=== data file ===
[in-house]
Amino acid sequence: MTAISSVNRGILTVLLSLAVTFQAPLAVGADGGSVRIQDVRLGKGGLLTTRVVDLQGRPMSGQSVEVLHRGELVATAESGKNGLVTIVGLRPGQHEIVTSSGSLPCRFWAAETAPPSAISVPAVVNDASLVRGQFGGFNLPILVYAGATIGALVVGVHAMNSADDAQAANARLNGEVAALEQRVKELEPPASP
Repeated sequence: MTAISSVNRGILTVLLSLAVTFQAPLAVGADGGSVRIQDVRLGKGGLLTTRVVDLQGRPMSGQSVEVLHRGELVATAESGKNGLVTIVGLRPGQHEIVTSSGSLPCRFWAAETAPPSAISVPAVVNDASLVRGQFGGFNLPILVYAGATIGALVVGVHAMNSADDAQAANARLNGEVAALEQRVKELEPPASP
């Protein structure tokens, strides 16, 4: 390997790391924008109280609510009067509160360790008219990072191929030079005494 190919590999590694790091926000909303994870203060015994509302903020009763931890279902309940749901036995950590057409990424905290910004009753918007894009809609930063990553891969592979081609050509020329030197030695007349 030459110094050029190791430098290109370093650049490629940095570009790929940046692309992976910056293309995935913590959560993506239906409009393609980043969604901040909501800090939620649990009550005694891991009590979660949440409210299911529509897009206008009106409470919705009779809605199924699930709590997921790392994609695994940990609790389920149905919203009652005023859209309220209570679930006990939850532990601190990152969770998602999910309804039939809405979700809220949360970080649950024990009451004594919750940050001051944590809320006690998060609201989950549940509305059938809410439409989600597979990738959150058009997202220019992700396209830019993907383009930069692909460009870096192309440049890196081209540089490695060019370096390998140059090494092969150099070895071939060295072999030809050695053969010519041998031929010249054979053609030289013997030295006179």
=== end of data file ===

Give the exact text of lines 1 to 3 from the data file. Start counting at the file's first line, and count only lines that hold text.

[in-house]
Amino acid sequence: MTAISSVNRGILTVLLSLAVTFQAPLAVGADGGSVRIQDVRLGKGGLLTTRVVDLQGRPMSGQSVEVLHRGELVATAESGKNGLVTIVGLRPGQHEIVTSSGSLPCRFWAAETAPPSAISVPAVVNDASLVRGQFGGFNLPILVYAGATIGALVVGVHAMNSADDAQAANARLNGEVAALEQRVKELEPPASP
Repeated sequence: MTAISSVNRGILTVLLSLAVTFQAPLAVGADGGSVRIQDVRLGKGGLLTTRVVDLQGRPMSGQSVEVLHRGELVATAESGKNGLVTIVGLRPGQHEIVTSSGSLPCRFWAAETAPPSAISVPAVVNDASLVRGQFGGFNLPILVYAGATIGALVVGVHAMNSADDAQAANARLNGEVAALEQRVKELEPPASP